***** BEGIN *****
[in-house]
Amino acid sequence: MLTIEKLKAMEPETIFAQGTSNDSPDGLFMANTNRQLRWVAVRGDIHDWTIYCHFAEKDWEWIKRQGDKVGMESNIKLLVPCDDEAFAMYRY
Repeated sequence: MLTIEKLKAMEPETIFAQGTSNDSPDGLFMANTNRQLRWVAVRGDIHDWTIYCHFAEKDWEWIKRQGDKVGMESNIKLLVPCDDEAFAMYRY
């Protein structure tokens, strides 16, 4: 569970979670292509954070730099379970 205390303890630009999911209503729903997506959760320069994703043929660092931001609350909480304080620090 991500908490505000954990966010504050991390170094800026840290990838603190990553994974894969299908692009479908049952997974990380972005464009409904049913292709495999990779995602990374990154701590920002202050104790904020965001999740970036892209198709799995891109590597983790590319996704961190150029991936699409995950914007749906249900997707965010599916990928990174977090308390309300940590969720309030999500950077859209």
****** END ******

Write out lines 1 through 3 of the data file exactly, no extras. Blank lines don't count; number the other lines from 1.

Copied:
[in-house]
Amino acid sequence: MLTIEKLKAMEPETIFAQGTSNDSPDGLFMANTNRQLRWVAVRGDIHDWTIYCHFAEKDWEWIKRQGDKVGMESNIKLLVPCDDEAFAMYRY
Repeated sequence: MLTIEKLKAMEPETIFAQGTSNDSPDGLFMANTNRQLRWVAVRGDIHDWTIYCHFAEKDWEWIKRQGDKVGMESNIKLLVPCDDEAFAMYRY